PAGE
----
Ads: Why new technology is better for consumers

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Sony recently filed a patent to turn ads into video games. Essentially, in Sony’s new universe, consumers would be able to interact with commercial advertisements in order to gain some kind of reward (skip the commercials, get a coupon, etc…). Their example: saying the words “I’m lovin’ it!” would skip the commercial.

Now doesn’t that sound like so much fun, yelling at your TV during ads so you can get on with your show? It might not, but the fact is: technological advance has always and will continue to make advertising less intrusive for the consumer.

I know what you’re thinking: “My grandpa Joe never had to scream at his TV just to get on with his show.”

Of course he didn’t. But he did have to watch commercials. And he didn’t have a remote to change the channel, or a DVR to fast forward through the ads, or the option of premium channels without any of them, or a smart phone to play on during them, or… you get the point. So more than anybody ever in the history of entertainment, your grandpa Joe had to watch commercials.

Enter technology. Remotes, DVR, the Hopper, the tablet, and a million other advances have given consumers hundreds of ways to escape the ads, which is great for people who hate ads but horrible for advertisers who pay millions for TV time.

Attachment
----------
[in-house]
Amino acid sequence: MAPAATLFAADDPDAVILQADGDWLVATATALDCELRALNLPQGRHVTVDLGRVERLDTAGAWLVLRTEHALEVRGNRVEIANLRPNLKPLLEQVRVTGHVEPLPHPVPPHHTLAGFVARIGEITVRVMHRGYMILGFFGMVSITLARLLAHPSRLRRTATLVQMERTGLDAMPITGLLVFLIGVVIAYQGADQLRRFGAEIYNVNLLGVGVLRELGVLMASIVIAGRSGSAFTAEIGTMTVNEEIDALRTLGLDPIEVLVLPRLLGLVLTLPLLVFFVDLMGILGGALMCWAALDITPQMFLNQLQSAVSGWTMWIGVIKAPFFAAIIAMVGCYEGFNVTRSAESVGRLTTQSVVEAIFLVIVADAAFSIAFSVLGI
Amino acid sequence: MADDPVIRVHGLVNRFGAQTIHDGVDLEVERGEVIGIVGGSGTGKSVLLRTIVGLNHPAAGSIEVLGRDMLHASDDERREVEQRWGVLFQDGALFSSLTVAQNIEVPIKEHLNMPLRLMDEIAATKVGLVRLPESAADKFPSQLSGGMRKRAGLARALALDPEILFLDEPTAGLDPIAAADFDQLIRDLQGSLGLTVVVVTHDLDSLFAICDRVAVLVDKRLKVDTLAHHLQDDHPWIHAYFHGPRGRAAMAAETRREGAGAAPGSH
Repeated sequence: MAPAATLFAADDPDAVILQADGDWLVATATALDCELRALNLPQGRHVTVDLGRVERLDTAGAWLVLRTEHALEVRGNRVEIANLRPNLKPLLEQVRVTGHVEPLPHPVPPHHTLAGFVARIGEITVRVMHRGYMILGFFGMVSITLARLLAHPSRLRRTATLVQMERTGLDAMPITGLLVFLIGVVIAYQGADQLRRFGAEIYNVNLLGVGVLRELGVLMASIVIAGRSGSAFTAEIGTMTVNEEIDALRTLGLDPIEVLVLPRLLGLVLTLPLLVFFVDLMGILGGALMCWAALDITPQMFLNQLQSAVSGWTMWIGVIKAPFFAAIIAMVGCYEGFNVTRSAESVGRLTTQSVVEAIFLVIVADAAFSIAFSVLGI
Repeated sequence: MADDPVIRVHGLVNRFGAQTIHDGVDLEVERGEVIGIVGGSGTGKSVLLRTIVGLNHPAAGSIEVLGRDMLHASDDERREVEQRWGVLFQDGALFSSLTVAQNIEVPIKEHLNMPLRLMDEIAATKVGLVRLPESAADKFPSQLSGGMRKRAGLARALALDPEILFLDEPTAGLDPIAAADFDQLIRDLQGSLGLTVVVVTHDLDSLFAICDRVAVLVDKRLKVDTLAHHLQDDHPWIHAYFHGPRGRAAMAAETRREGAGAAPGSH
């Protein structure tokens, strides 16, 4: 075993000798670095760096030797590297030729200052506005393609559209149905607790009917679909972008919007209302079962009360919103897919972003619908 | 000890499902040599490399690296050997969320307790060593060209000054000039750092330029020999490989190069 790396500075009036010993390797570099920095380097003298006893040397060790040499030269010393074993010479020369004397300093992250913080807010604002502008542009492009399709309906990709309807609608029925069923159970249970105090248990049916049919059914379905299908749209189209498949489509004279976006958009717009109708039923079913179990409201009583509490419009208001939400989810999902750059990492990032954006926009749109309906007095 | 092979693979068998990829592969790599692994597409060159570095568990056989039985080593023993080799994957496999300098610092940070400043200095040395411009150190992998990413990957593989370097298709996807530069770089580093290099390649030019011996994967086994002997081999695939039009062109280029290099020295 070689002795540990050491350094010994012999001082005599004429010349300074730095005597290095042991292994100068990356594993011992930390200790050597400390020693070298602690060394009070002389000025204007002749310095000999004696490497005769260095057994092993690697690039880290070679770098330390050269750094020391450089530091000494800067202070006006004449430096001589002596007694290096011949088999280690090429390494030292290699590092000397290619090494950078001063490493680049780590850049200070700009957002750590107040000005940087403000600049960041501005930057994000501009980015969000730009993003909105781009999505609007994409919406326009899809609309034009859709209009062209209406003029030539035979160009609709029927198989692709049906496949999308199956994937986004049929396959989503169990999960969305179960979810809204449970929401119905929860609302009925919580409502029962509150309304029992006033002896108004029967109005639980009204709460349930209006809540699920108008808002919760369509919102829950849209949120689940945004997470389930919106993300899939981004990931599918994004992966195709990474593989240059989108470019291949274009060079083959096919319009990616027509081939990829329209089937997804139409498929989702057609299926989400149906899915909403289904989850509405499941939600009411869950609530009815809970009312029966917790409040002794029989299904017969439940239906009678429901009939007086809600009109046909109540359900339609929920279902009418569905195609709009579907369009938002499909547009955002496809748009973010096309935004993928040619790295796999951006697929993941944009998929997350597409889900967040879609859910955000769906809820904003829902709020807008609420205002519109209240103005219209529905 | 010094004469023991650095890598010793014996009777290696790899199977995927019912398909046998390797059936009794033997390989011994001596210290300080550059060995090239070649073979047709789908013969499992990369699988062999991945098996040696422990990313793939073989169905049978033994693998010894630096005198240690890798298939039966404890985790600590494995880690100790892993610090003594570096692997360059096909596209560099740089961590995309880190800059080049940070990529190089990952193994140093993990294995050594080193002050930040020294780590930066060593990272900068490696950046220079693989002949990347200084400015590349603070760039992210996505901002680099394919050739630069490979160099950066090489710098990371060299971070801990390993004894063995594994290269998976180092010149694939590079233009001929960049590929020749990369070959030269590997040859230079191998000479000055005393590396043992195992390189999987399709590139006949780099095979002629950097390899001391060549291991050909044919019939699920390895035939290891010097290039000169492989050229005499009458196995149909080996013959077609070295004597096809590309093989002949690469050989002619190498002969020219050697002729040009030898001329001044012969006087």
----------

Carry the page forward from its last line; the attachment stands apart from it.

So here’s the miracle: when consumers started running away from ads, companies had to give them a reason to stay. The age of technology became the death of in-your-face advertising and the birth of a new age of advertising: advertising that connects brands with consumers.

Awakened by the startling truth that people no longer have to watch their boring ads, advertisers set out to make advertising that didn’t look, feel, or sound like advertising. Which brings us right back to Sony’s newest patent. Instead of sitting and watching, now you get to play a game with the remote. Or you can change the channel.

So yes, more ads are on TV now than any other time in history. But you’re welcome to change the channel. And, hoping you don’t, good agencies and advertisers are doing everything in their power to make advertising and experiences that will entertain, and captivate and most importantly, connect.

It’s a good day to be watching commercials.

Life of an Intern

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For this “Life of an Intern” post, I’ve simply prepared a brief list of my experiences here at Fusion 360:


  • My first ever paid internship
  • My first ever British friend
  • A new addiction to podcasts
  • A small but growing wall of Mtn Dew cans
  • My first ever professional writing experience
  • A job switch from content to design
  • A new hatred of southbound I-15 traffic
  • At least three new friends to talk Apple with
  • At least two new friends to talk music with
  • My first infographic
  • My 20th infographic
  • My first client pitch
  • My first client rejection
  • My first produced radio spot
  • Newfound ability to make sack lunches
  • Newfound ability to forget to eat lunch
  • A growing collection of uneaten chips
  • A relocation to a cubicle with a window
  • Chairs that make pants squeak
  • Desensitization to Swedish Fish
  • First person in the Fusion 360 office rockin’ dual monitors

So yeah, it’s been pretty amazing.

– Dustin Locke